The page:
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Going Over the Edge!21 January 2005
Everyone knows that the casinos have a built-in edge, or at least try to have one, in all the games and wagers they offer. Some players, and even some gaming authors, think that this is a form of cheating because the casino structures its games so that it wins more decisions than do the players or takes a cut from the players' winning bets before paying it off.
Is it immortal or unfair or dastardly, for example, for the casino to pay off a roulette bet at 35 to 1 when the true odds of the bet are 37 to 1? You bet a dollar and you win $35 and not $37, as the odds would suggest. That extra $2 goes into the casino coffers. Unfortunately when you lose a bet, you don't get the opportunity to take out some money before paying the casino - you lose the whole bet.
So when you win, you lose a little; and when you lose, you lose the whole "dang" thing!
Now, is it immoral that at craps the casino wins 251 Pass Line bets for every 244 Pass Line bets that the player wins? Play that game with that wager long enough and you will lose your money.
So give it a moment to sink in and then ask yourself the question: "Are the casinos doing something wrong by creating games where the players will ultimately lose?"
I am decidedly on the side of those who don't think there is anything inherently immoral, unethical, nasty, bad, unfair, dastardly, creepy, stingy, or mean about the casinos wanting to have an edge on their games. After all, when I buy a product I don't begrudge the retailer who sells the product for more than what he bought it from the wholesaler, who bought it for more than what it cost the manufacturer to make, who sold it for more than what he paid for the raw materials. That's business.
No one reading this article right now is not involved in some way with the sale or buying of goods for far more than what they inherently cost to make. If we weren't, we wouldn't have much of an economy and we wouldn't have to worry about casinos because none of us would have any money to play in them. We'd also be starving because food producers would be giving away their food and they would ultimately starve to death when they had no money to replenish their herds, flocks and crops.
We also wouldn't have to worry about playing in casinos if casinos didn't structure their games with edges because, once again, the casinos wouldn't exist. The casinos are selling us a product every bit as real as any other product. They are selling us a thrill and to be able to enjoy that thrill, we pay an admission price - the house edge. If I go to the movies I pay the price of admission to the movies. If I think the price is too high for the swill that comes out of Hollywood then I am free to not go to the movies. If I think the house edge is too hefty a price to pay for casino thrills, I am also free to not pay the price simply by not going to the casinos.
With that said, I say, "There are edges and there are EDGES!" Put that in capital letters, bold and italics!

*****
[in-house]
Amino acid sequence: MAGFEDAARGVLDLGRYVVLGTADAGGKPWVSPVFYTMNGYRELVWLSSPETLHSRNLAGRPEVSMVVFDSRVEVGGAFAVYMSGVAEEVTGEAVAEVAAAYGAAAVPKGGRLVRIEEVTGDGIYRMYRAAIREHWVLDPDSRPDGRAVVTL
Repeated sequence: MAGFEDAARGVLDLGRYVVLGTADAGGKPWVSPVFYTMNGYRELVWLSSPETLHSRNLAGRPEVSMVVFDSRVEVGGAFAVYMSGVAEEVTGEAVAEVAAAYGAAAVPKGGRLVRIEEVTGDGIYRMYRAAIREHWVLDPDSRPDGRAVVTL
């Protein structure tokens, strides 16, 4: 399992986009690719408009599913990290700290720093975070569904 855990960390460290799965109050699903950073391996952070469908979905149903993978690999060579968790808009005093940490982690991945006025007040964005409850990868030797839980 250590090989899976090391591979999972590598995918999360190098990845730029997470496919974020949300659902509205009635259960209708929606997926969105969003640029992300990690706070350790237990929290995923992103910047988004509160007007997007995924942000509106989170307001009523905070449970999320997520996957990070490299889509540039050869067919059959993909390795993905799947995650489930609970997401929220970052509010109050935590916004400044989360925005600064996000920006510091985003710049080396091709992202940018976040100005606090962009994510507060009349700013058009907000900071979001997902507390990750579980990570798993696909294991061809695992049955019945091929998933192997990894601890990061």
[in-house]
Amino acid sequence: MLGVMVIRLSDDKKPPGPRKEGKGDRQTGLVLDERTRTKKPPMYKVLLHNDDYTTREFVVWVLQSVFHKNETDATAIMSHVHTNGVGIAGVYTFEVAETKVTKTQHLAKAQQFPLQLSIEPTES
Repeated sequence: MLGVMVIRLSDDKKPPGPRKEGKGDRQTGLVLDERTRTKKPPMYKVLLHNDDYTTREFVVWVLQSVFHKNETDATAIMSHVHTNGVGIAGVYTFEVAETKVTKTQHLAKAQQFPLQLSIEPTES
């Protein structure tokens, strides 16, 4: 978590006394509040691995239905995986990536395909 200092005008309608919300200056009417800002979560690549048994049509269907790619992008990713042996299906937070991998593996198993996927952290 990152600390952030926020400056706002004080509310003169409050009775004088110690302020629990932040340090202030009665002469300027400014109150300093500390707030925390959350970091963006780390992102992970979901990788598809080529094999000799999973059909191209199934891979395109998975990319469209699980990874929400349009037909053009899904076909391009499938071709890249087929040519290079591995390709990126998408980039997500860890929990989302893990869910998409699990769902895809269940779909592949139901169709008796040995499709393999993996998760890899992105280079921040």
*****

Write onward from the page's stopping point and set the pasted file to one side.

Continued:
Let me go back to the business analogy again. If I want to buy a television set or some brand-name clothes, I do a little shopping. I look for the exact same items in different stores or online catalogs. If I think certain stores are gouging, I buy at a different store - the non-gougers, if you will. In short, I bargain hunt. I look for the best for the least.
The same goes for casinos. If I want to play blackjack, I am going to look for the blackjack game that gives me the best deal - one where the dealer stands on soft 17, one with liberal doubling and splitting rules. I'd prefer to play those in the single and double deck variety, rather than the six or eight deck variety.
If I am looking to play craps, I want a game that gives me low table minimums with high odds bets (10X, 20X or 100X) and ones where I can buy the 4 and 10, 5 and 9 for $30 and only have to pay a one-dollar commission - on winning bets exclusively!
If I want to play slots, I look to play those machines that are certified at 97 or 98 percent payback (or more if I can find them), and I avoid the ones I know are gouging me - such as Megabucks where the house edge is around 15 percent. The same goes for video poker. I want to play what are called "full-pay" machines, which are usually machines coming in with house edges of between 99 and 101 percent (if you use the optimum strategy).
I'd rather play at a casino that is generous with comps than one that is stingy with them. I'd rather play at a casino where the dealers and pit people are friendly and enjoy it when I win. I want to feel welcomed in the casinos of my choice, just as I want to be welcomed in the businesses that I patronize. They want my money, fine, okay - but I want a good product for that money.
By visualizing the casinos as stores and applying shoppers' principles to them, you will be able to get the best value for your hard-earned dollars. We can't expect casinos not to be businesses but we can expect the ones we frequent to offer the very best products at the very lowest prices - which translates into the best odds, rules, and payouts when we spend our money there.
Yes, it's caveat emptor even when it comes to the casinos!
This article is provided by the Frank Scoblete Network. Melissa A. Kaplan is the network's managing editor. If you would like to use this article on your website, please contact Casino City Press, the exclusive web syndication outlet for the Frank Scoblete Network. To contact Frank, please e-mail him at firstname.lastname@example.org.
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